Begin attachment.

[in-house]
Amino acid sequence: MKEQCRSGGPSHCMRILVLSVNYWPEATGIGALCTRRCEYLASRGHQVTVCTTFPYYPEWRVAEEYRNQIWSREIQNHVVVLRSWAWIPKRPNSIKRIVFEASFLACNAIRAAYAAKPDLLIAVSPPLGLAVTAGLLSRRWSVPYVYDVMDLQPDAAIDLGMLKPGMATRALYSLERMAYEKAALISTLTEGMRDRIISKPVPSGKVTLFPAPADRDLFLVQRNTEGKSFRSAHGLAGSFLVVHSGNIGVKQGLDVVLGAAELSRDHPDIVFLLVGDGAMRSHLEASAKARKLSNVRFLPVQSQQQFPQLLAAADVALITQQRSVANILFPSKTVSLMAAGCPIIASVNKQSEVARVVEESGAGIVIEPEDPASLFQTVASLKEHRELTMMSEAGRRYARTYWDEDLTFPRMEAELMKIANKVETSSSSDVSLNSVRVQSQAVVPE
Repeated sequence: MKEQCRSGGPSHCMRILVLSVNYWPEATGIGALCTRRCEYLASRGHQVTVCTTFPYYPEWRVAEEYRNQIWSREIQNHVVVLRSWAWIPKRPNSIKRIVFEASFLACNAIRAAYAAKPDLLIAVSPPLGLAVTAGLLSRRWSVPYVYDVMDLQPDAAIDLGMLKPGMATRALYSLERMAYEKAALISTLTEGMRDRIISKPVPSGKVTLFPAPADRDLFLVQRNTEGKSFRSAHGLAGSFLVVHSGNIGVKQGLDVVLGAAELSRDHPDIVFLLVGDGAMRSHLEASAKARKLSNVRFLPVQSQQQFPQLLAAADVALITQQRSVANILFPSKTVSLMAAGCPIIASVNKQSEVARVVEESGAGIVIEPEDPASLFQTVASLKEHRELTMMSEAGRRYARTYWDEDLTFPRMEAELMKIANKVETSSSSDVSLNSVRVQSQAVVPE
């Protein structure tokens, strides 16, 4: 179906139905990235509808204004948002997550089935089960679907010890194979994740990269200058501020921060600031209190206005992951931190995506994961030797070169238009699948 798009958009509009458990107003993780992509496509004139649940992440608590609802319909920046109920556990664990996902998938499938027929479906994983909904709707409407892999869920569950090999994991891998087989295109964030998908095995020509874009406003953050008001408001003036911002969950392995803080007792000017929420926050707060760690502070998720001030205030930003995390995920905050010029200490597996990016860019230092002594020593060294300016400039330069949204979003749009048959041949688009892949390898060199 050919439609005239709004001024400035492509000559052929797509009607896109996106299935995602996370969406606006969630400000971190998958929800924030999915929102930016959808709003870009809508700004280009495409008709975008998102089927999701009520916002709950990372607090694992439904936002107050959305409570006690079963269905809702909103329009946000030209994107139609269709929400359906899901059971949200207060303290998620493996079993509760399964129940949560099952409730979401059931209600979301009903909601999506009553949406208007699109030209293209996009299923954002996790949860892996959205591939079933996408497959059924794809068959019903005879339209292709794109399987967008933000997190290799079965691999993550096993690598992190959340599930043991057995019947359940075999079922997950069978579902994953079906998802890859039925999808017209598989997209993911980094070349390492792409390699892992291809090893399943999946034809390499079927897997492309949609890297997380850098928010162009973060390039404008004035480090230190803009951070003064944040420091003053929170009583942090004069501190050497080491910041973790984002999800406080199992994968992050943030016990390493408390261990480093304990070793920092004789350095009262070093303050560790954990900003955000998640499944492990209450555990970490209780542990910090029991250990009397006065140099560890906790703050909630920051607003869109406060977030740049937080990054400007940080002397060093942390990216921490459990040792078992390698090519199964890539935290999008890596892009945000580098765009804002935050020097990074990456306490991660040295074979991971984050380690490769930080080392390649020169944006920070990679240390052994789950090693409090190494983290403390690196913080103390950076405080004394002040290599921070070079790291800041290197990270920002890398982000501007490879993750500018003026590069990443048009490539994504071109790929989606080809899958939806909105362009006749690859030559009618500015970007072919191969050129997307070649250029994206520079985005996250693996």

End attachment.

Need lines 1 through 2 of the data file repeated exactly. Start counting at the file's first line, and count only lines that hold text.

[in-house]
Amino acid sequence: MKEQCRSGGPSHCMRILVLSVNYWPEATGIGALCTRRCEYLASRGHQVTVCTTFPYYPEWRVAEEYRNQIWSREIQNHVVVLRSWAWIPKRPNSIKRIVFEASFLACNAIRAAYAAKPDLLIAVSPPLGLAVTAGLLSRRWSVPYVYDVMDLQPDAAIDLGMLKPGMATRALYSLERMAYEKAALISTLTEGMRDRIISKPVPSGKVTLFPAPADRDLFLVQRNTEGKSFRSAHGLAGSFLVVHSGNIGVKQGLDVVLGAAELSRDHPDIVFLLVGDGAMRSHLEASAKARKLSNVRFLPVQSQQQFPQLLAAADVALITQQRSVANILFPSKTVSLMAAGCPIIASVNKQSEVARVVEESGAGIVIEPEDPASLFQTVASLKEHRELTMMSEAGRRYARTYWDEDLTFPRMEAELMKIANKVETSSSSDVSLNSVRVQSQAVVPE